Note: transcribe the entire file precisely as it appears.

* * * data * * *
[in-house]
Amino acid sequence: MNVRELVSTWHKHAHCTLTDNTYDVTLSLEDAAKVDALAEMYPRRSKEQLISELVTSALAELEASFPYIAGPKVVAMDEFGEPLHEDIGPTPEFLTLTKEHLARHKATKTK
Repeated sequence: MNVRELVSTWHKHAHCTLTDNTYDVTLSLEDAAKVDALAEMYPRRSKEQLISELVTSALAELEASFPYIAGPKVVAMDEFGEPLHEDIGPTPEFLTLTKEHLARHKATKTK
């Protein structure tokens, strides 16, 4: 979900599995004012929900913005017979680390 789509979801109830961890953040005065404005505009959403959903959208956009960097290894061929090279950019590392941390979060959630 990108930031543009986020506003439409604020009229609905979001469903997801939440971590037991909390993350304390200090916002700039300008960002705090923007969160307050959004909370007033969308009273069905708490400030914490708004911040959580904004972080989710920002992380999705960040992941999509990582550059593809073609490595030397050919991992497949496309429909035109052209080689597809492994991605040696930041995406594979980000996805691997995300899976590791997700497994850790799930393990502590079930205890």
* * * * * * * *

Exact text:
[in-house]
Amino acid sequence: MNVRELVSTWHKHAHCTLTDNTYDVTLSLEDAAKVDALAEMYPRRSKEQLISELVTSALAELEASFPYIAGPKVVAMDEFGEPLHEDIGPTPEFLTLTKEHLARHKATKTK
Repeated sequence: MNVRELVSTWHKHAHCTLTDNTYDVTLSLEDAAKVDALAEMYPRRSKEQLISELVTSALAELEASFPYIAGPKVVAMDEFGEPLHEDIGPTPEFLTLTKEHLARHKATKTK
């Protein structure tokens, strides 16, 4: 979900599995004012929900913005017979680390 789509979801109830961890953040005065404005505009959403959903959208956009960097290894061929090279950019590392941390979060959630 990108930031543009986020506003439409604020009229609905979001469903997801939440971590037991909390993350304390200090916002700039300008960002705090923007969160307050959004909370007033969308009273069905708490400030914490708004911040959580904004972080989710920002992380999705960040992941999509990582550059593809073609490595030397050919991992497949496309429909035109052209080689597809492994991605040696930041995406594979980000996805691997995300899976590791997700497994850790799930393990502590079930205890």